Ever since the formidable Marcia Tucker opened the doors of her first exhibition—in a humble borrowed loft in Tribeca four decades ago—the New Museum has been a space where trailblazing artists test their skills and advance new ideas and perspectives.
Back in 1977, museums were meant to preserve the past, not to foretell the future; opening one dedicated to contemporary art by living artists was a truly radical idea. Thankfully, that radical idea took root, forever changing our conception of what makes for “good” art and allowing generations of young artists to be inspired by the “new.” Forty years later, the New Museum basks in its own spectacular steel tower on the Bowery—and is still the only one of its kind in NYC.
By focusing on important but under-recognized artists and emerging talents, the museum has had a knack for inspiring spirited debate and discussion. It seems fitting, then, that the curators are honoring its 40th anniversary by hosting a two-day event of…debate and discussion. On Saturday, December 2, and Sunday, December 3, the museum welcomes 40 distinguished artists whose works have shaped its history and place in the city. These artists will engage in 20 separate lively conversations covering whatever may come up—insights into their practice, their personal trajectories with the museum, the current state of culture and art, and beyond. Us? We get to listen in.
The lineup of art stars includes Paweł Althamer, George Condo, Carroll Dunham, Mary Heilmann, Joan Jonas, Jeff Koons, Paul McCarthy, Donald Moffett, Dorothea Rockburne, Martha Rosler, Anri Sala, Doris Salcedo, and Carolee Schneemann.
The title of the dialogue series, “Who’s Afraid of the New Now?,” borrows from a work by the pioneering American conceptual artist Allen Ruppersberg, who had his first New York survey at the New Museum in 1985. On Sunday, Ruppersberg will be at the museum in the flesh, chatting with portraitist Elizabeth Peyton for a look back and, of course, a look forward.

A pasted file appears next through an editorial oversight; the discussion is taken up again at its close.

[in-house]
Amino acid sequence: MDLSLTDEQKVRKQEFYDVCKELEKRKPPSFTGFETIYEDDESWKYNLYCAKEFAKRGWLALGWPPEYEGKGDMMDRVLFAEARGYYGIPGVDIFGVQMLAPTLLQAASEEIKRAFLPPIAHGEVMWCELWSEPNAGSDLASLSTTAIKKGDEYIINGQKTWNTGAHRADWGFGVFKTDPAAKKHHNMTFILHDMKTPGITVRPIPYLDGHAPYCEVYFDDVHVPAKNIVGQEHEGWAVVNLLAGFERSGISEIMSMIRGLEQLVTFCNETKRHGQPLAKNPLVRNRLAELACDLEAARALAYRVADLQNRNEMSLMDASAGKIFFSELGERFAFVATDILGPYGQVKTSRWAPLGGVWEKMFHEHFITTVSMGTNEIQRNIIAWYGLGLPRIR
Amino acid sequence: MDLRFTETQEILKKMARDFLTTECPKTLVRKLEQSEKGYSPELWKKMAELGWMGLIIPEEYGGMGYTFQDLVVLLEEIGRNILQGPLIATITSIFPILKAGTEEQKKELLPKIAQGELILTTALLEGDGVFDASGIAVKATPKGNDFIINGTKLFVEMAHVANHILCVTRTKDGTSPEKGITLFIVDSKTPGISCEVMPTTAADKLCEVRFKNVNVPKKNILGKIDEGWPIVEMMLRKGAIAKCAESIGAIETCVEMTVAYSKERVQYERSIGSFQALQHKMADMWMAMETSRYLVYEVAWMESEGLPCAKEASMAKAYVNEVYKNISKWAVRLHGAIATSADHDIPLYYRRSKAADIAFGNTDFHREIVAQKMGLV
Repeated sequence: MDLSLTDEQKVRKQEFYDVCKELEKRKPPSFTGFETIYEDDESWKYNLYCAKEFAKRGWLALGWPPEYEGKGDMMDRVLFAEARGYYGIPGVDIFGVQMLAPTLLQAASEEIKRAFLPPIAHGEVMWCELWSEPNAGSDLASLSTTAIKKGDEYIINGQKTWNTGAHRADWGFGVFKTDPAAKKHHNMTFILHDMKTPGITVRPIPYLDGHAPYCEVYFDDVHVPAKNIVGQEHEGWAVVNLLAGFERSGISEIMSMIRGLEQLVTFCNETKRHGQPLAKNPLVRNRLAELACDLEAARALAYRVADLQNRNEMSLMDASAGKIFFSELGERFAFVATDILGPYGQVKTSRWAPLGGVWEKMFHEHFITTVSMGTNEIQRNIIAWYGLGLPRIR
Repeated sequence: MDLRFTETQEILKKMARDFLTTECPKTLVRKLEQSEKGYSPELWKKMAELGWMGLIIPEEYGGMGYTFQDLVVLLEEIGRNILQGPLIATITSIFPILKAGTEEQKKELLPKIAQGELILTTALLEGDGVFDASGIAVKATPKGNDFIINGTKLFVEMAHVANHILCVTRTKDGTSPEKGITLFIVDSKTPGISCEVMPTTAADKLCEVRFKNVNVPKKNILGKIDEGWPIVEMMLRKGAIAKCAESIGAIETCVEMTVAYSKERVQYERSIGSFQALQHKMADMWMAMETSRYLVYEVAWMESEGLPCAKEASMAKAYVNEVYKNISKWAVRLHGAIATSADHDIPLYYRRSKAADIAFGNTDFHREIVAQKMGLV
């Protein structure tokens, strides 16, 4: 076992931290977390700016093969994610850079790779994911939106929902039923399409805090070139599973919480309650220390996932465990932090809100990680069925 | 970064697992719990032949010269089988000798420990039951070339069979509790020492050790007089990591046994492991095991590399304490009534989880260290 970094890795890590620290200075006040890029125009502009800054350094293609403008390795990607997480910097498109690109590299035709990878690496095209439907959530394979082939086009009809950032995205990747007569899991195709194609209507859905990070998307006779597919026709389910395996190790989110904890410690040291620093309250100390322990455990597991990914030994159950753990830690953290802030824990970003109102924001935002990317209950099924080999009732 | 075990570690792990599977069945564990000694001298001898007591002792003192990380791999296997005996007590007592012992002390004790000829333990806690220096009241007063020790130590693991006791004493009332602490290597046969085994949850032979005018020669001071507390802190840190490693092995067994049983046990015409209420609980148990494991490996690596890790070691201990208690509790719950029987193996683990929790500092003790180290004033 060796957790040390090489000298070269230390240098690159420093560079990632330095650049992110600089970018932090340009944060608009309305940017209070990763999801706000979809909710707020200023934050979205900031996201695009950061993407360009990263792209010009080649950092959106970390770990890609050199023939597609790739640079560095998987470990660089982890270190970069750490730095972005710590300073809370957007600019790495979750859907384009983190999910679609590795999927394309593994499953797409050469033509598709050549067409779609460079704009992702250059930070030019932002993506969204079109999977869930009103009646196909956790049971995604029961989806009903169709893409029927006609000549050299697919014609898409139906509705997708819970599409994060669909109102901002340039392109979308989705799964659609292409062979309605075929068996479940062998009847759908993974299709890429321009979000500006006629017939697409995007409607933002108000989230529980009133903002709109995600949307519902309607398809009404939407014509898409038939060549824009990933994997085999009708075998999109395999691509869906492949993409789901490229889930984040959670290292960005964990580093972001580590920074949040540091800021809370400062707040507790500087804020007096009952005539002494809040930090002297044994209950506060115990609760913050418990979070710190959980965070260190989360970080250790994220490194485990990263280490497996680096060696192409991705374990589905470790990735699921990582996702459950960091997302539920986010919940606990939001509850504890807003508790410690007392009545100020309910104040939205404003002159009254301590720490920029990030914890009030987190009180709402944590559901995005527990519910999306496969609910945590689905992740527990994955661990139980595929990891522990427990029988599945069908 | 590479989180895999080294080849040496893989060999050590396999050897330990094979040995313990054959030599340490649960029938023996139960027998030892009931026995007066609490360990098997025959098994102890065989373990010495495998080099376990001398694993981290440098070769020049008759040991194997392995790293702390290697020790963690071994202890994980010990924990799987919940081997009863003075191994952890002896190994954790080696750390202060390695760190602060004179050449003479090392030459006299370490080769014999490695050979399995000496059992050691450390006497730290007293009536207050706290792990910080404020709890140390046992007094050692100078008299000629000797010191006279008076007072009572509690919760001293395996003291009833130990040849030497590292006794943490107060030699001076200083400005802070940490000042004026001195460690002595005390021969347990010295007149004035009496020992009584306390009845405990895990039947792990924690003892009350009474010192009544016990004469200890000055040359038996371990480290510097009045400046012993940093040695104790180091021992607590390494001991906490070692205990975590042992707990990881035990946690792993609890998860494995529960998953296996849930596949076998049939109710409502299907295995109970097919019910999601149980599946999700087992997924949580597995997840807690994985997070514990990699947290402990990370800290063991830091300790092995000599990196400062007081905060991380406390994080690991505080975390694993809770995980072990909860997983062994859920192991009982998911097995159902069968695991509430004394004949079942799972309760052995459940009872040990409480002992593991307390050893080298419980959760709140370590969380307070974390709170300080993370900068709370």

Artistic director Massimiliano Gioni says other pairings were made to show different dynamics while working in similar spaces, so there’s Raymond Pettibon and Kaari Upson, who both engage with the darker side of American culture; Paul McCarthy and Andra Ursuta, with taboos and the representation of bodies and traumas; Lorraine O’Grady and Simone Leigh, in social practice; and Joan Jonas and Carol Bove, in sculpture and abstraction. “I am really looking forward to the conversation between Hans Haacke and Carsten Hoeller,” says Gioni. “They are two German artists who have emerged, respectively, in the 1960s and in the 1990s, and whose work often requires the collaboration of the audience.”
And then there’s the inextricable link between the museum and the city of New York, both backdrop and muse. “Artists active in this place at the same time create a sort of oral history of a particular moment in time,” says Gioni. “So, for example, Jeff Koons and George Condo will help us rediscover the East Village of the 1980s, while Donald Moffett and Nari Ward will reconnect to the late 1980s and early 1990s and present different ways in which artists were seeking to connect to different audiences and create new forms of participation.”
The museum will have extended hours—from 10 a.m. to 8 p.m.—on these two days, and all visitors will be granted free admission, which includes entry to the current lineup of noteworthy exhibitions, including “Trigger: Gender as a Tool and a Weapon,” “Kahlil Joseph: Shadow Play,” “Petrit Halilaj: RU,“ “Helen Johnson: Ends,” “Alex Da Corte: Harvest Moon,” and “Pursuing the Unpredictable: The New Museum 1977–2017.”
Why You Should Go: To see the future, why else? Free admission to the museum’s exhibitions is just icing on the groundbreaking museum’s birthday cake.
Who’s Afraid of the New Now?: 40 Artists in Dialogue
235 Bowery (between Stanton and Rivington Streets), Lower East Side
Saturday, December 2, and Sunday, December 3
10 a.m.–8 p.m.
$5 for each conversation
Now that you’ve saved $18 on admission, spend it on dinner or a few drinks on the Lower East Side.